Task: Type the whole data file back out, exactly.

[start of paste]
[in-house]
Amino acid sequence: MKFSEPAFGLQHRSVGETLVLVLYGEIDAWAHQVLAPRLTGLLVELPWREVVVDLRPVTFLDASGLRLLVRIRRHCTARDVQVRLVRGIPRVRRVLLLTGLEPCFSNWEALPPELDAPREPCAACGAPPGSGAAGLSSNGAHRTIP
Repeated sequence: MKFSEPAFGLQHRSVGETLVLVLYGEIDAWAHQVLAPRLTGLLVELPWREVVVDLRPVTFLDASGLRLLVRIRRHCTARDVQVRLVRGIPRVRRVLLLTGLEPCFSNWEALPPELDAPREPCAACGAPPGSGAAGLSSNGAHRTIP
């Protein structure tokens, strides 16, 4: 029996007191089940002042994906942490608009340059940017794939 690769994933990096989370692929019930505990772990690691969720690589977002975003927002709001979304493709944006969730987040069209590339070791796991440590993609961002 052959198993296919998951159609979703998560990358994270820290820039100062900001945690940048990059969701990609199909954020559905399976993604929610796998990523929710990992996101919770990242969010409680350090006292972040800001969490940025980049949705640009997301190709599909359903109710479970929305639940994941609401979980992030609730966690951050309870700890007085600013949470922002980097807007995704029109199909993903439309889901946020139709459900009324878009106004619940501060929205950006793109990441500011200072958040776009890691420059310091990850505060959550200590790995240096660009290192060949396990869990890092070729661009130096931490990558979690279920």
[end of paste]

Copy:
[in-house]
Amino acid sequence: MKFSEPAFGLQHRSVGETLVLVLYGEIDAWAHQVLAPRLTGLLVELPWREVVVDLRPVTFLDASGLRLLVRIRRHCTARDVQVRLVRGIPRVRRVLLLTGLEPCFSNWEALPPELDAPREPCAACGAPPGSGAAGLSSNGAHRTIP
Repeated sequence: MKFSEPAFGLQHRSVGETLVLVLYGEIDAWAHQVLAPRLTGLLVELPWREVVVDLRPVTFLDASGLRLLVRIRRHCTARDVQVRLVRGIPRVRRVLLLTGLEPCFSNWEALPPELDAPREPCAACGAPPGSGAAGLSSNGAHRTIP
């Protein structure tokens, strides 16, 4: 029996007191089940002042994906942490608009340059940017794939 690769994933990096989370692929019930505990772990690691969720690589977002975003927002709001979304493709944006969730987040069209590339070791796991440590993609961002 052959198993296919998951159609979703998560990358994270820290820039100062900001945690940048990059969701990609199909954020559905399976993604929610796998990523929710990992996101919770990242969010409680350090006292972040800001969490940025980049949705640009997301190709599909359903109710479970929305639940994941609401979980992030609730966690951050309870700890007085600013949470922002980097807007995704029109199909993903439309889901946020139709459900009324878009106004619940501060929205950006793109990441500011200072958040776009890691420059310091990850505060959550200590790995240096660009290192060949396990869990890092070729661009130096931490990558979690279920």